Saturday, March 13, 1 & 3:30 p.m.
Sunday, March 21, 1 & 3:30 p.m.
Steveanna Roose presents stories based on traditional Japanese folktales
intertwining legends, language, and art to celebrate the Japanese
culture that influenced Whistler.
Stories (Un)folding: Origami
Sunday, May 2, 1 & 3:30 p.m.
Megan Hicks brings a quirky legacy to storytelling while providing
instructions for simple origami creations like butterflies and fans,
which Whistler often painted in his work.
Saturday, March 20, 1:30 & 3 p.m.
Detroit artist Gilda Snowden discusses her painting
Tornado: Red Wind in conjunction with James McNeill Whistler's
Nocturne in Black and Gold: The Falling Rocket.
Saturday, May 15, 1:30 & 3 p.m.
Terese Ireland, executive director of Pewabic Pottery, tells the
story of Pewabic Pottery's founder Mary Chase Perry (later Mary
Chase Perry Stratton) and makes connections between her work and
that of James McNeill Whistler.
What's in a Name? Whistler's Influence on
Sunday, March 14, 2 p.m.
Presented by Linda Merrill, organizing curator
of American Attitude.
Pleasant Dreams: Whistler's
Mother on Tour in America 1932-1934
Sunday, April 18, 1:30 & 3 p.m.
Kevin Sharp, director of Visual Arts, Cedarhurst Center for the
Arts in Mt. Vernon, Illinois, speaks on his work about the last
time "Whistler's Mother" toured the United States.
Sunday, May 9 (Mothers' Day), 2 p.m.
Dr. Margaret F. MacDonald, Principal Research Fellow, Center for
Whistler Studies at University of Glasgow, Scotland, will speak
on “Whistler's Mother.”
Sting Like a Butterfly
Saturday, May 22, 2 p.m.
Graham W.J. Beal, DIA director, speaks about Whistler's significance
in the aesthetic movement and how it was transfered to the United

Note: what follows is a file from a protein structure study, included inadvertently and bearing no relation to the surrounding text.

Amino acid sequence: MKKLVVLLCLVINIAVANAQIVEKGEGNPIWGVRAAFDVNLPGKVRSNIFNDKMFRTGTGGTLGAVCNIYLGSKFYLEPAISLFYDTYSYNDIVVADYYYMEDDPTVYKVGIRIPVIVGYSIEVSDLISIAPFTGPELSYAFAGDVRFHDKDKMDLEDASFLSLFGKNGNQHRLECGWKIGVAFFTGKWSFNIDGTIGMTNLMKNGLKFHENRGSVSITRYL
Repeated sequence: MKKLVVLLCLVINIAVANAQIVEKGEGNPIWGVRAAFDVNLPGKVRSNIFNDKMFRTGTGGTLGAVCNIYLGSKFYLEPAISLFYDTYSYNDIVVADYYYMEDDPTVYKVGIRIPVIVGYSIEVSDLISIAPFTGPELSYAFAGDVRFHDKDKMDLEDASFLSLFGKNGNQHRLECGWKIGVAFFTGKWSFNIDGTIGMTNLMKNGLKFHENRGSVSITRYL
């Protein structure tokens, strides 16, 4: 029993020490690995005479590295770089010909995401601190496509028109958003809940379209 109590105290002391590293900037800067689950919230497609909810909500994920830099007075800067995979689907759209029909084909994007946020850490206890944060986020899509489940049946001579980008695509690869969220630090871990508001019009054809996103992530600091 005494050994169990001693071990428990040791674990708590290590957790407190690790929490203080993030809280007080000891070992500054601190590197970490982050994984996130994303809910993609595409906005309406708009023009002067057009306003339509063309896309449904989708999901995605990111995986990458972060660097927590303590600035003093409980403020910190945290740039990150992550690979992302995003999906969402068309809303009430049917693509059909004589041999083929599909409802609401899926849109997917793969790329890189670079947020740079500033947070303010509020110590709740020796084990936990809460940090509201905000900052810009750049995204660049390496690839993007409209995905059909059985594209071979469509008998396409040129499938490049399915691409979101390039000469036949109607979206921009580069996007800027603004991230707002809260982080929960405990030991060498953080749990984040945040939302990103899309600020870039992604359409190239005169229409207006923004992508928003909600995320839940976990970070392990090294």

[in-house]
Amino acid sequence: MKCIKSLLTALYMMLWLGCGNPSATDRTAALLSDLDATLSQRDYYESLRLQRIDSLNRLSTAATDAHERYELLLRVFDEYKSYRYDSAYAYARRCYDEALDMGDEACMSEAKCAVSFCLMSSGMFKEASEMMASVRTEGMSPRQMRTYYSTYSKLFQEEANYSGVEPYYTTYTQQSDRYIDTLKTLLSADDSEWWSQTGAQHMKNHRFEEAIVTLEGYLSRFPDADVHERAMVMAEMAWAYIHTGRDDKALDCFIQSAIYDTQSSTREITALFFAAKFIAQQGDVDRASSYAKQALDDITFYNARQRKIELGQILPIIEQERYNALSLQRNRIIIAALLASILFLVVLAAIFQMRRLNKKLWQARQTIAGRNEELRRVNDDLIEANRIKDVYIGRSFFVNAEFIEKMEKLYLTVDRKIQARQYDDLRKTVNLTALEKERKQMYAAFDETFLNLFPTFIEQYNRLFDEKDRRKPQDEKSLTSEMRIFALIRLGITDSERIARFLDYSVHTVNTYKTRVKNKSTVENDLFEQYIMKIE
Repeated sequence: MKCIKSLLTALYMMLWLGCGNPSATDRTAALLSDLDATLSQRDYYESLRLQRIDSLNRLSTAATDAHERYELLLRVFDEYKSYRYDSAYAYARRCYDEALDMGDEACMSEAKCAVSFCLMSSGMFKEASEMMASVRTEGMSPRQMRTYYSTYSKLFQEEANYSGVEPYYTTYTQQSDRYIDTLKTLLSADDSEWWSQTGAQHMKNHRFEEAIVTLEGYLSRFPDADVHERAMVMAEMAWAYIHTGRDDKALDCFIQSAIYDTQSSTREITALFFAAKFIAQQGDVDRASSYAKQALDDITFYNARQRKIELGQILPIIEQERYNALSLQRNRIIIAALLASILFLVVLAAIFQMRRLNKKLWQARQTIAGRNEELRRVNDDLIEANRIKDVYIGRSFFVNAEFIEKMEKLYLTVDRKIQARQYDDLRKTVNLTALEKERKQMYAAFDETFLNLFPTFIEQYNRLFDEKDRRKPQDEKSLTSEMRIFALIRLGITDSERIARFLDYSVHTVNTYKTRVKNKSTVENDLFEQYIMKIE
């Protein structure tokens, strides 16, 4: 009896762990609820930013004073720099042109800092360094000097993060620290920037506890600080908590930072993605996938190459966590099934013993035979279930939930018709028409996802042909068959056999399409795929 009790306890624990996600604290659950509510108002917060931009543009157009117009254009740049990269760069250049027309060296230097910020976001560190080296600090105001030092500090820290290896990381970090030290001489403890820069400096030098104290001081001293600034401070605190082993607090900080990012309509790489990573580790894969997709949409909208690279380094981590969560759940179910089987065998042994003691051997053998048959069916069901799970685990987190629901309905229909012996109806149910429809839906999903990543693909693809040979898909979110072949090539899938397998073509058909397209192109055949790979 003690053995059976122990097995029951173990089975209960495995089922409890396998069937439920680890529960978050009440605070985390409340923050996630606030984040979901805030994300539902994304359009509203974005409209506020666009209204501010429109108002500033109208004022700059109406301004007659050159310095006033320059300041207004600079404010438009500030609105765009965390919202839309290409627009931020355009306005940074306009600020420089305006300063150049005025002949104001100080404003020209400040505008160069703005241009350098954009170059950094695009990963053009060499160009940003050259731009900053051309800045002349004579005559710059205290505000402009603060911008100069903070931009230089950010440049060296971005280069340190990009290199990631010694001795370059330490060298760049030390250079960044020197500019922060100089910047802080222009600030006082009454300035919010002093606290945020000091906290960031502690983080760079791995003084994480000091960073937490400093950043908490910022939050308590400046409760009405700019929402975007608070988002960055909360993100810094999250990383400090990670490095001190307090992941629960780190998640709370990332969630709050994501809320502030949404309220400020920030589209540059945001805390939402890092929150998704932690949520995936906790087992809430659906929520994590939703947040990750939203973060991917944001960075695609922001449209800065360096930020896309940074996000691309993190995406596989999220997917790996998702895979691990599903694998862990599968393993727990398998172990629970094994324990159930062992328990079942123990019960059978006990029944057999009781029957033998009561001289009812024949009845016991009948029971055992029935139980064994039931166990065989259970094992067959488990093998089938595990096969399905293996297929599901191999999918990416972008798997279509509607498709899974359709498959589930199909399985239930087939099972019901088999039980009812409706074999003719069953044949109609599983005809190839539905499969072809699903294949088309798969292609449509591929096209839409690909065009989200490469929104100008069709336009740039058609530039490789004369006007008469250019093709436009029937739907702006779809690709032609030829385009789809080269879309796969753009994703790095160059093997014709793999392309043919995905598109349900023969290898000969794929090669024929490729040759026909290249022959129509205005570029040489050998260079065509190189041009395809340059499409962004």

States. He also reviews Whistler works of art in the DIA's collection.
Make Your Mark
April, Fridays, 6–8:30 p.m.
Saturdays & Sundays, noon–4 p.m.
Create your own personal seal using your initials.
May, Fridays, 6–8:30 p.m.
Saturdays & Sundays, noon–4 p.m.
Make your own edition of handmade prints.
Saturdays, April 17 & 24, May 1, 8, &
15, 9 a.m.–noon
Artist and educator Vito Valdez will teach a five-session painting
class inspired by the work of Whistler and his contemporaries.
Members: $120; non-members: $150.
Evening for Educators
Friday, March 12, 5–7 p.m.
James W. Tottis, acting curator of American Art, will tour the exhibition
highlighting Whistler's connections to Detroit. Curriculum consultant
Jim McConnell will explore connections to American History and Social
Members: $16; non-members: $20; student teachers: $10.
Includes museum admission (the DIA is open until 9 p.m. on Fridays,
with activities for all ages).
Saturday, March 27, 9 a.m.–4 p.m.
James W. Tottis, acting curator of American Art, tours the exhibition,
highlighting Whistler's connections to Detroit. DIA educators will
discuss options for student visits. An afternoon session at the
Detroit Historical Museum features activities that consider MEAP
social studies objectives.
Members: $60; non-members: $75; student teachers: $37.50.
Includes lunch provided by the Detroit Historical Museum.
Whistler and His Influence
Saturday, April 17, 1–4 p.m.
Saturday April 24, 3–6 p.m.
James W. Tottis, acting curator of American Art, offers a course
on Whistler's career and the American artists he influenced (includes
an exhibition tour).
Members: $32; non-members: $40.
Tours of the Freer House
Detroiter Charles Freer was a leading collector
of Whistler's work, which is now in Washington, D.C. Tours will be
led by Charles Lang Freer House docents. Call 313.872.1790 for ticket
cost and information.
For more information on these programs, or to
register for classes, call 313.833.4249